The Internet has done a lot of positive things for people over the past two-and-a-half decades. One of the biggest things has been expanding a person’s dating pool by at least a thousand times; possibly more. Dating sites geared toward every niche area of dating (race, sexual orientation, age, religion, location, etc.), social networks, and chat rooms have opened up the floodgates for a global meet market.
Therefore, it is not a surprise that more and more people are getting involved in long-distance relationships. It’s a foregone conclusion that people would end up dating someone from another city or state after meeting on a vacation or business trip, or being introduced by a friend or relative. These days you can send a friend request, comment on a photo, or inbox someone a message to get the ball rolling. On dating websites, it really helps because people will even detail what they are looking for (pen pal, friend, casual, serious, marriage, or simply sex). Yes … yes … yes … it is all so exciting …
… Until the inability to turn over every morning and gaze into someone’s eyes is not possible unless you are using Skype or Facetime. Having to text the other person while you are out on a date by yourself and they are at home cooking dinner to eat alone. Calculating expenses and coordinating calendars to be able to even see each other in person. It can be a chore. The question is: is it worth it?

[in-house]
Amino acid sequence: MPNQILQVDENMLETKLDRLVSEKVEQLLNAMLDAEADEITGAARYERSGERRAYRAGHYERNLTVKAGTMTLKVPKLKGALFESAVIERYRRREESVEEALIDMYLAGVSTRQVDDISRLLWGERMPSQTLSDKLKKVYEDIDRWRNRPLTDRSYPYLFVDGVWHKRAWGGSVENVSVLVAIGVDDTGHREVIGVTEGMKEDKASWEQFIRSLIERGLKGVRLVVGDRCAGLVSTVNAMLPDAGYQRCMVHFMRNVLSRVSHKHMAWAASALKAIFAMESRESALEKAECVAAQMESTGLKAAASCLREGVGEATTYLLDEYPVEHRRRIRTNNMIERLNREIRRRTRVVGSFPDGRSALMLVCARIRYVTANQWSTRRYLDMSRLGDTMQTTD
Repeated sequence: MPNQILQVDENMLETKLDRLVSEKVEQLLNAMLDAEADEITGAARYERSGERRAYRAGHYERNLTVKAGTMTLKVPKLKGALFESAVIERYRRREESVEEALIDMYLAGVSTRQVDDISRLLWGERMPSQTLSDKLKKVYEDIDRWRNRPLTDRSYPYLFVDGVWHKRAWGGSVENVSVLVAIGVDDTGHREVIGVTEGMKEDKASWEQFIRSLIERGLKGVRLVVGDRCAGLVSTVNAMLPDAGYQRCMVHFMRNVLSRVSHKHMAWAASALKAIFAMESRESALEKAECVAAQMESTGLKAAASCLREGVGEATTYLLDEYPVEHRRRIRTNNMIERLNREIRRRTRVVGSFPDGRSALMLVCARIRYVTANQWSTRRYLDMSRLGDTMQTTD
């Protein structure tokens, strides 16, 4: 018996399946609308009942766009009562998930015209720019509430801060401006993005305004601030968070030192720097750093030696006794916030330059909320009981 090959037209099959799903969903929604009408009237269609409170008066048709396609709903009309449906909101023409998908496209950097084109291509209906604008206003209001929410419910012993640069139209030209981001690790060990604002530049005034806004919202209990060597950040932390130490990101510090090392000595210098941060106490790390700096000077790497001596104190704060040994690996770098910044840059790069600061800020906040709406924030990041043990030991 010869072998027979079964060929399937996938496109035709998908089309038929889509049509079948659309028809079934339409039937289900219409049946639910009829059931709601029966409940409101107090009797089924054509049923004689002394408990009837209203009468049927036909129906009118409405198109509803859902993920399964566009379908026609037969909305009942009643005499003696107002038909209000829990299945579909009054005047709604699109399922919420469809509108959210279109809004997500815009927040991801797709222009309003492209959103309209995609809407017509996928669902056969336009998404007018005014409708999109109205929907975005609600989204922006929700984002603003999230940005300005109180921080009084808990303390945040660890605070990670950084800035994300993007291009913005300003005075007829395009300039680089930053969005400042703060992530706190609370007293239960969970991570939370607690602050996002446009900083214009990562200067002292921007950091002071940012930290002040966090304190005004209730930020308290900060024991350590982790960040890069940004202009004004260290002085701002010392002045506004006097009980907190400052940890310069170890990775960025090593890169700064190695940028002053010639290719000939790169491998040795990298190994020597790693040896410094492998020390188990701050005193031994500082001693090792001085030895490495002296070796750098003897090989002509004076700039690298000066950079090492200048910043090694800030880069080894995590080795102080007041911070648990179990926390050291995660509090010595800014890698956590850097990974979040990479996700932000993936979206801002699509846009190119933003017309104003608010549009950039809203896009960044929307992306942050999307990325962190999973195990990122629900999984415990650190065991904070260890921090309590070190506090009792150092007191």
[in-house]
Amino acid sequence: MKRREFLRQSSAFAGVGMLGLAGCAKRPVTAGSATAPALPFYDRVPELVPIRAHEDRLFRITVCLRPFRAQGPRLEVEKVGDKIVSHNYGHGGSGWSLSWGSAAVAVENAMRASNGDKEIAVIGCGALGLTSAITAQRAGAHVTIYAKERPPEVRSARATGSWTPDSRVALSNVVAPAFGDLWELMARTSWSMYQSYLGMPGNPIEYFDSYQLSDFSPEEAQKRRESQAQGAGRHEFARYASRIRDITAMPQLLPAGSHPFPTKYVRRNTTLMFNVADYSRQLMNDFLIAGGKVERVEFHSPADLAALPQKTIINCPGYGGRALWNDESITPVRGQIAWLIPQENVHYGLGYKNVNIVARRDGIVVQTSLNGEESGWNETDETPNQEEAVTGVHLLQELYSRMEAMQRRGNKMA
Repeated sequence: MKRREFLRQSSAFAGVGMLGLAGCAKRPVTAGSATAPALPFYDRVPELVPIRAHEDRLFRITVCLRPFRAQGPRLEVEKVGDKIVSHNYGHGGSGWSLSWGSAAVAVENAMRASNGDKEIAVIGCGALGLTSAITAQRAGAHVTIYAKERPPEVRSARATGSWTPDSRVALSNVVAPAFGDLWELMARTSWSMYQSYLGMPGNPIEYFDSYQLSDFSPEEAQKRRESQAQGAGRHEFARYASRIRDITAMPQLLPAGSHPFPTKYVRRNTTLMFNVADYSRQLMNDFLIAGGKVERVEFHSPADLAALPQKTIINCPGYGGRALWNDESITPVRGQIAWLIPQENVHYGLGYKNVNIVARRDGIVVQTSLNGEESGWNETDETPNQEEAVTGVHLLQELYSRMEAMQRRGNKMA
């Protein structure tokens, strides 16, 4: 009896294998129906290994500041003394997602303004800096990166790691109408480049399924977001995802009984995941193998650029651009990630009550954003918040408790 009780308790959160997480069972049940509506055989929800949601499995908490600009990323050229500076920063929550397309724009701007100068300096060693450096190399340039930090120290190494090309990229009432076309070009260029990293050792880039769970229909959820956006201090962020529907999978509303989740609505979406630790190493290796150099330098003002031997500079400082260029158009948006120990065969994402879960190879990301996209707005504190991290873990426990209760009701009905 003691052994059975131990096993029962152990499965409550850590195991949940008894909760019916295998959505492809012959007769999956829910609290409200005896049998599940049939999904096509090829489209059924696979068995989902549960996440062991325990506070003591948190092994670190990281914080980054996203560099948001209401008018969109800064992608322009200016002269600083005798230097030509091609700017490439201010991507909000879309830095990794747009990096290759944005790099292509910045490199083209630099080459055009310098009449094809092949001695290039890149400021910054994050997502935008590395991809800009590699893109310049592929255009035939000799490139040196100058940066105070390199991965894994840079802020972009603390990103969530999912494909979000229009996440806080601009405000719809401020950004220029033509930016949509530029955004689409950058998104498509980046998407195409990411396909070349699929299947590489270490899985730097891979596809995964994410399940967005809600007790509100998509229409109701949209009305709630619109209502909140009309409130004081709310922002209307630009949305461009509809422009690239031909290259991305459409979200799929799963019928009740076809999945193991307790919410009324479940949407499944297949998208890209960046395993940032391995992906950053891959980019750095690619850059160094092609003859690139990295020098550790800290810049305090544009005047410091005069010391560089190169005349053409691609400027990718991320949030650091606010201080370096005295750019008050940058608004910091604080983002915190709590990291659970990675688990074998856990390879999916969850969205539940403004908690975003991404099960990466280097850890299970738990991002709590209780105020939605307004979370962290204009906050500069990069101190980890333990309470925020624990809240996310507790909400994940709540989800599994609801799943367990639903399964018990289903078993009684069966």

Unless one or both people are open to relocating if things become serious, it will be hard to consider marriage at any point. If people want to have that distance so they can concentrate on their careers and only want to spend a couple of days here or there with someone, it is perfect. But for those who want more, it can become a challenge and quickly.
There are many couples who met and got married after being in long-distance relationships. So yes, it can definitely work. However, both people have to be realistic about the situation from day one. Have you ever had a successful long-distance relationship? Did it lead to a commitment? If you have not been in one, would you ever consider it? Can you buy into the “absence makes the heart grow fonder” state of mind or do you want to be able to see your soul mate on a daily basis? Let me hear your thoughts.